In October last year, the small Belgian town of Dendermonde, in East Flanders, was shaken from its tranquility by renovations to the convent of Saints Vincent and Paul, adjoining the Catholic school.
The works have become the center of attention of the inhabitants, not because of an architectural question, but because of the permanent presence of police and forensic experts during their realization. excavations inside the convent and also in the garden.
The reason was not long in being known, the Belgian Justice had decided to take advantage of the work to revive a “cold affair” which had been shrouded in mystery for nearly forty years: the disappearance of the nun Germaine Robberechts56, who vanished overnight without a trace if not a trail of rumors ranging from runs away with a lover to the possibility of murder.
The oldest neighbors remembered the Sister Gabriellaor Sister Gaby, as she was called at school and in town, because she was a woman who distinguished herself, not only by her affable character and her sociability or by the lessons she gave at school, but because she was “a modern nun”skillful driver who used to cross Dendermonde’s uncrowded streets without slowing down.
With studies in plastic arts, in addition to teaching drawing and aesthetics, she was a very good photographer, she did ceramics when she was not playing the accordion, she was almost never silent and was always ready to drive his old Peugeot as a driver for his convent sisters and run errands.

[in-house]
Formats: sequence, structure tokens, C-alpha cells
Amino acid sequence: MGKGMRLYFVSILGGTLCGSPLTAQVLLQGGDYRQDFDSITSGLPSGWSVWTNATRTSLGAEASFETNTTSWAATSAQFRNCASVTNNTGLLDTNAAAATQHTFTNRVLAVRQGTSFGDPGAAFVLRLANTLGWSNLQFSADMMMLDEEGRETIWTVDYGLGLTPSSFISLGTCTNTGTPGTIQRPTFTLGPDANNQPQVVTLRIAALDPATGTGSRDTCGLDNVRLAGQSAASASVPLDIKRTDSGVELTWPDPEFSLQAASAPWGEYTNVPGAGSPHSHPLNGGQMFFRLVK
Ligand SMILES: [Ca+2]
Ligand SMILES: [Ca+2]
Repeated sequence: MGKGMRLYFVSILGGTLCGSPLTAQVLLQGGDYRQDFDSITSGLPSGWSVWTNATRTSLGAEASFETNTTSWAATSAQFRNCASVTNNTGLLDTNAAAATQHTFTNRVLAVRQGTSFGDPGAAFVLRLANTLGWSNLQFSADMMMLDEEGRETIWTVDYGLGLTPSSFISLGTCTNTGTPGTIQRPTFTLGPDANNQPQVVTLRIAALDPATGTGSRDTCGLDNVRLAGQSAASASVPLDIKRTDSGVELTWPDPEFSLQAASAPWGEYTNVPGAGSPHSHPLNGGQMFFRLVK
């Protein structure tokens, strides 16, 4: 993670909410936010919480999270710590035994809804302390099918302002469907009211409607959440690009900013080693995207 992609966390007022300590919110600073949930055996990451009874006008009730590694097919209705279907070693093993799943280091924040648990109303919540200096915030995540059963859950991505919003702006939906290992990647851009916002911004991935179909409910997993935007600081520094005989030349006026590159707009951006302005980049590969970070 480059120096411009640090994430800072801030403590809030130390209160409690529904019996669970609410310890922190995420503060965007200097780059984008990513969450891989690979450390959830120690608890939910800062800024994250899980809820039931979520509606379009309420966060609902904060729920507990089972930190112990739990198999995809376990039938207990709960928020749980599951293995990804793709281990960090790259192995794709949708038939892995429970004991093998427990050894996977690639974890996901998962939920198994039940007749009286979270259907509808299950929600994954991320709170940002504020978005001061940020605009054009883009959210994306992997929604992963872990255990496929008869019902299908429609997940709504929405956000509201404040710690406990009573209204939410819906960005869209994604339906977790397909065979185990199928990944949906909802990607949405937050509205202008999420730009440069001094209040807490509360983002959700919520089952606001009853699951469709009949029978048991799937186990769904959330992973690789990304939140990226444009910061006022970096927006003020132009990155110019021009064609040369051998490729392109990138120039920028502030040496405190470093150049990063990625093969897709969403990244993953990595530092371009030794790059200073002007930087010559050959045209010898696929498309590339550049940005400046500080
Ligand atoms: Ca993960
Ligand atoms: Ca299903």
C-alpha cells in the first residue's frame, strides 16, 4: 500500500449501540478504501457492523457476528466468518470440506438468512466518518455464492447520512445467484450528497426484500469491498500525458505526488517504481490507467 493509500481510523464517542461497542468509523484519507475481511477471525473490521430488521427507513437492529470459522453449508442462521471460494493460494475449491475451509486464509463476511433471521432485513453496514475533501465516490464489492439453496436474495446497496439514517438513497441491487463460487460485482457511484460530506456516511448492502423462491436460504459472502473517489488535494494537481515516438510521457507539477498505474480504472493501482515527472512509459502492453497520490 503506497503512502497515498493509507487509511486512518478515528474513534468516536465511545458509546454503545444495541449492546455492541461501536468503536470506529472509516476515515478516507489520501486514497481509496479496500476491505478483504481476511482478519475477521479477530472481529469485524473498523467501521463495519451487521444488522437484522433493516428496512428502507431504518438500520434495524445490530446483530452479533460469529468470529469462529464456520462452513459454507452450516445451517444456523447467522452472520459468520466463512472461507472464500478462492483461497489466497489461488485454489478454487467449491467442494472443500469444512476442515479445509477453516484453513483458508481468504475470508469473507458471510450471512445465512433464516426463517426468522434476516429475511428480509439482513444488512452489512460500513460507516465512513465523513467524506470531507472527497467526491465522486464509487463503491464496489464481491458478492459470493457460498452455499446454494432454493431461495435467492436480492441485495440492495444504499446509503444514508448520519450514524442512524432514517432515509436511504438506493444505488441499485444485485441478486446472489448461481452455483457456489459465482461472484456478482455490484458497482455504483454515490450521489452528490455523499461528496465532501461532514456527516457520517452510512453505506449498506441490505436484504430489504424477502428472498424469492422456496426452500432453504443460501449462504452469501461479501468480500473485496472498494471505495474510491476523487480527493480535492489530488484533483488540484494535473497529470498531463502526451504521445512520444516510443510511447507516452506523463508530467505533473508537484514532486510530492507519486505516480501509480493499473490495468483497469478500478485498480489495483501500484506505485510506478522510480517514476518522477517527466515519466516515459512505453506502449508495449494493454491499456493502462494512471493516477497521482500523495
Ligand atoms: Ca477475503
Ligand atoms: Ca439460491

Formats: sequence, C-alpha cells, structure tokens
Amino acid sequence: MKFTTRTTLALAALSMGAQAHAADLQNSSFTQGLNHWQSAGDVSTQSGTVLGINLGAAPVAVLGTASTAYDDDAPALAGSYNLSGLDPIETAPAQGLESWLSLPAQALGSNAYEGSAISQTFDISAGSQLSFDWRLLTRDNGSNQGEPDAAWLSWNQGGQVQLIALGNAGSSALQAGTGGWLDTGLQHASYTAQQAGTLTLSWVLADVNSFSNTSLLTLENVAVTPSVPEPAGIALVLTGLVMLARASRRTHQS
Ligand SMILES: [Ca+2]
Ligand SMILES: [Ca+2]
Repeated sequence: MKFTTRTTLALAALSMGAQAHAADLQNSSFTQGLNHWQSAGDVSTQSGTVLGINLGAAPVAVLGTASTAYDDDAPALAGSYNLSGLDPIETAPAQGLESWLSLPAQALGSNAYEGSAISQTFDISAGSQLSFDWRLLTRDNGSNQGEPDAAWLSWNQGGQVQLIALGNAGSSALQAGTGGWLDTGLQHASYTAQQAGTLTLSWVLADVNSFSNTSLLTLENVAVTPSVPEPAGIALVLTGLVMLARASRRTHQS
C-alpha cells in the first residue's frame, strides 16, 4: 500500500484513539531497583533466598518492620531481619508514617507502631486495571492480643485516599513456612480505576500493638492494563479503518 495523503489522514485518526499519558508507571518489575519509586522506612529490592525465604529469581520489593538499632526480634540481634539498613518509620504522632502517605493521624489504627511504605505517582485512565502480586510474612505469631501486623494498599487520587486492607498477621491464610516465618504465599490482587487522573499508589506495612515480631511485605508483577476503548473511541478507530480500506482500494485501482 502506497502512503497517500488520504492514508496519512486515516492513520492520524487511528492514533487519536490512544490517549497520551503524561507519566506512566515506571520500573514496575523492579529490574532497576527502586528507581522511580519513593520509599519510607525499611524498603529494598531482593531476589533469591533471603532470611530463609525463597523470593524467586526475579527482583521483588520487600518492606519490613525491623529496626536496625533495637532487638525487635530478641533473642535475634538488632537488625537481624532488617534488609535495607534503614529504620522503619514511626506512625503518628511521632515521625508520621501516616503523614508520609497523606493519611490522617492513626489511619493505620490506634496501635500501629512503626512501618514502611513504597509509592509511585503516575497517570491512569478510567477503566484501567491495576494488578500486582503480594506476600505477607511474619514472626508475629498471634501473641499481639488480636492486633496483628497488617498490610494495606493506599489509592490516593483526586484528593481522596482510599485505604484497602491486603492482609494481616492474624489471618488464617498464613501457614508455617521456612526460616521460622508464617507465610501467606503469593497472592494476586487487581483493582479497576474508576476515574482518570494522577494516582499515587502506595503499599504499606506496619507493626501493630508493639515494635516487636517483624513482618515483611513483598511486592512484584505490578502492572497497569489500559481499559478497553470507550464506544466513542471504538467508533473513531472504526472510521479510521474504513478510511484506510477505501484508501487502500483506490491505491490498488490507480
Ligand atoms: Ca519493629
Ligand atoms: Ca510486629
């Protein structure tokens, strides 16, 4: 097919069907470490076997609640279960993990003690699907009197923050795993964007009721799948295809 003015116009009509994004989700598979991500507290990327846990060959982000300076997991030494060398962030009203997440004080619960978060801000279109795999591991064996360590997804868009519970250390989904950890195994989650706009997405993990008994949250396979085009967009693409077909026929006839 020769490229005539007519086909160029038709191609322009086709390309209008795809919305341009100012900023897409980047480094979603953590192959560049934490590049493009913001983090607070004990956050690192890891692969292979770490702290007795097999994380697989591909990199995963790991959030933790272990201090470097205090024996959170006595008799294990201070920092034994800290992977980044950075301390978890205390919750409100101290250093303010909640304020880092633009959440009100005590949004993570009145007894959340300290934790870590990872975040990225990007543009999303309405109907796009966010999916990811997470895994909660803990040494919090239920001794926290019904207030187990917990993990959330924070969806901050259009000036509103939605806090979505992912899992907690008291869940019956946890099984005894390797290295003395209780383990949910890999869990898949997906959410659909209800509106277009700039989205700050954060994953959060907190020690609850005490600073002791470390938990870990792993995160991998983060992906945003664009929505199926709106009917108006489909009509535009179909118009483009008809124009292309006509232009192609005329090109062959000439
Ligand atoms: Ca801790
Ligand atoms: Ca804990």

It had been so until March 6, 1982, when she was no longer seen.
Rumors and more rumors
The first version broadcast, while a few days had passed since his disappearance, was that of a removalalthough there are no clues that make it plausible.
There has also been a lot of talk about the possibility that there is run away with a lover. As a result, the much-admired “modernity” of Sister Gaby becomes suspect. Her liberal character made her seem compatible with that of a recollected nun.
Sister Gabrielle’s family never believed this version and her mother, now an older woman, was outraged when she learned that it had spread from the very bowels of the convent. He went to ask for explanations and the Canon Gaston Morniesuperior of the Catholic school, told her that it was true, that Germaine – she did not call her “Sister Gaby” – she had fled with a peasant from a nearby town and even gave him the name.
Despite her years, Germaine’s mother decided to confirm this on her own and searched for the house of the alleged lover. He was the peasant himself who opened the door, invited her and introduced her to his wife and children. He told her yes, that of course he knew the nun who drove the Peugeot, but that he had never even spoken to her.